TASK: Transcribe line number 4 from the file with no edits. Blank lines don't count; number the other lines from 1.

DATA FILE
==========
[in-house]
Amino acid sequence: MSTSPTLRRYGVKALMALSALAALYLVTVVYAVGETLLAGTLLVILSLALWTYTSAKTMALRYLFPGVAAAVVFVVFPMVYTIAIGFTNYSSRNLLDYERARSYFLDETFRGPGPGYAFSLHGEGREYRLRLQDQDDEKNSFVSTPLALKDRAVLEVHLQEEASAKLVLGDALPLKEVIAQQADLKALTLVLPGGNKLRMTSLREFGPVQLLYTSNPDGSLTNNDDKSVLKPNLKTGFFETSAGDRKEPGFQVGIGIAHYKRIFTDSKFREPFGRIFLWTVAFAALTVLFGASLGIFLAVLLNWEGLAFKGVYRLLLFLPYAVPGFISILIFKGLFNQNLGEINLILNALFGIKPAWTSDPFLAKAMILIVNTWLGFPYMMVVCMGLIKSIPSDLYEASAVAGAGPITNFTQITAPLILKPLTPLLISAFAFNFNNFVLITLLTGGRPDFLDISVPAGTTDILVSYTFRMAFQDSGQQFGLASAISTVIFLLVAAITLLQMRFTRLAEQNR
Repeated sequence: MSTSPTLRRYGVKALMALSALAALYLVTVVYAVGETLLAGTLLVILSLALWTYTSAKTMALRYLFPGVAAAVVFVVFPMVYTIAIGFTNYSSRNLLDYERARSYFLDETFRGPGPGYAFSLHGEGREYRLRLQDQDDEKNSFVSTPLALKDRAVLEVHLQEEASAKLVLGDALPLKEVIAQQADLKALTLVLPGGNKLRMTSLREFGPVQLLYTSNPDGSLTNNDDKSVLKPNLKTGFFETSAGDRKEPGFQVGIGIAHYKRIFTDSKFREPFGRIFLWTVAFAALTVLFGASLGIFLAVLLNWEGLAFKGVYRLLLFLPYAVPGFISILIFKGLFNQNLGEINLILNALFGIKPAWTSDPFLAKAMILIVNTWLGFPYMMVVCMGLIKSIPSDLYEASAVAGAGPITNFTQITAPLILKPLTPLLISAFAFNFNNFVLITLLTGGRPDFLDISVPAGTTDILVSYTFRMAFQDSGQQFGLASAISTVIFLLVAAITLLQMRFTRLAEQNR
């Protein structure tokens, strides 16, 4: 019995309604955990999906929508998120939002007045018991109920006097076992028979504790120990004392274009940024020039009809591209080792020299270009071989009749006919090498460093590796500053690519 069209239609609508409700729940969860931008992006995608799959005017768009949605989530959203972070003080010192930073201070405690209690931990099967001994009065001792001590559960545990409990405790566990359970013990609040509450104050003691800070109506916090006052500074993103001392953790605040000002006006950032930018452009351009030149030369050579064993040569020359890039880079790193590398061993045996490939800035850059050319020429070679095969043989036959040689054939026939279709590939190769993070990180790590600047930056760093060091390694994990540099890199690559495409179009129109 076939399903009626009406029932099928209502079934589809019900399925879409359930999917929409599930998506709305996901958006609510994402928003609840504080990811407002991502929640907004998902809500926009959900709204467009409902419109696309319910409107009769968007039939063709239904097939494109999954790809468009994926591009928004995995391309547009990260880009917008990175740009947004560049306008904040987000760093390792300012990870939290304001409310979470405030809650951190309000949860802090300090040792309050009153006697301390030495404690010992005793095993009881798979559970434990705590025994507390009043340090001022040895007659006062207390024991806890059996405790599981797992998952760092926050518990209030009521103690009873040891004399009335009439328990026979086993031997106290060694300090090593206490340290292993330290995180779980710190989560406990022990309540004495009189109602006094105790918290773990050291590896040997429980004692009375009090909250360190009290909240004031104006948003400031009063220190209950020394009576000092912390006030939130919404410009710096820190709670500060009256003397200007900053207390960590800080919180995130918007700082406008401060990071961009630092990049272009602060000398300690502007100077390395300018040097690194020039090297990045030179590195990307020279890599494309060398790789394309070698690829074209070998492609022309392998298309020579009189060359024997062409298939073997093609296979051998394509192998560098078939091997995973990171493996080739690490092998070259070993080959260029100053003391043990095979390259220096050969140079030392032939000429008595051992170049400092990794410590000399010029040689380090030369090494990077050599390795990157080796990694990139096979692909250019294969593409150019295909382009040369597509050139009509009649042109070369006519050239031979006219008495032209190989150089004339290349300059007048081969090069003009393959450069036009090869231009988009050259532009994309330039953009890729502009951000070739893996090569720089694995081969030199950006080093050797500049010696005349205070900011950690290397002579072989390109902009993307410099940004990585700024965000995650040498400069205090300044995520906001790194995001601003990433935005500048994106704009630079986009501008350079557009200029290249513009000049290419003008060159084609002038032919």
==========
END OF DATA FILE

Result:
């Protein structure tokens, strides 16, 4: 019995309604955990999906929508998120939002007045018991109920006097076992028979504790120990004392274009940024020039009809591209080792020299270009071989009749006919090498460093590796500053690519 069209239609609508409700729940969860931008992006995608799959005017768009949605989530959203972070003080010192930073201070405690209690931990099967001994009065001792001590559960545990409990405790566990359970013990609040509450104050003691800070109506916090006052500074993103001392953790605040000002006006950032930018452009351009030149030369050579064993040569020359890039880079790193590398061993045996490939800035850059050319020429070679095969043989036959040689054939026939279709590939190769993070990180790590600047930056760093060091390694994990540099890199690559495409179009129109 076939399903009626009406029932099928209502079934589809019900399925879409359930999917929409599930998506709305996901958006609510994402928003609840504080990811407002991502929640907004998902809500926009959900709204467009409902419109696309319910409107009769968007039939063709239904097939494109999954790809468009994926591009928004995995391309547009990260880009917008990175740009947004560049306008904040987000760093390792300012990870939290304001409310979470405030809650951190309000949860802090300090040792309050009153006697301390030495404690010992005793095993009881798979559970434990705590025994507390009043340090001022040895007659006062207390024991806890059996405790599981797992998952760092926050518990209030009521103690009873040891004399009335009439328990026979086993031997106290060694300090090593206490340290292993330290995180779980710190989560406990022990309540004495009189109602006094105790918290773990050291590896040997429980004692009375009090909250360190009290909240004031104006948003400031009063220190209950020394009576000092912390006030939130919404410009710096820190709670500060009256003397200007900053207390960590800080919180995130918007700082406008401060990071961009630092990049272009602060000398300690502007100077390395300018040097690194020039090297990045030179590195990307020279890599494309060398790789394309070698690829074209070998492609022309392998298309020579009189060359024997062409298939073997093609296979051998394509192998560098078939091997995973990171493996080739690490092998070259070993080959260029100053003391043990095979390259220096050969140079030392032939000429008595051992170049400092990794410590000399010029040689380090030369090494990077050599390795990157080796990694990139096979692909250019294969593409150019295909382009040369597509050139009509009649042109070369006519050239031979006219008495032209190989150089004339290349300059007048081969090069003009393959450069036009090869231009988009050259532009994309330039953009890729502009951000070739893996090569720089694995081969030199950006080093050797500049010696005349205070900011950690290397002579072989390109902009993307410099940004990585700024965000995650040498400069205090300044995520906001790194995001601003990433935005500048994106704009630079986009501008350079557009200029290249513009000049290419003008060159084609002038032919």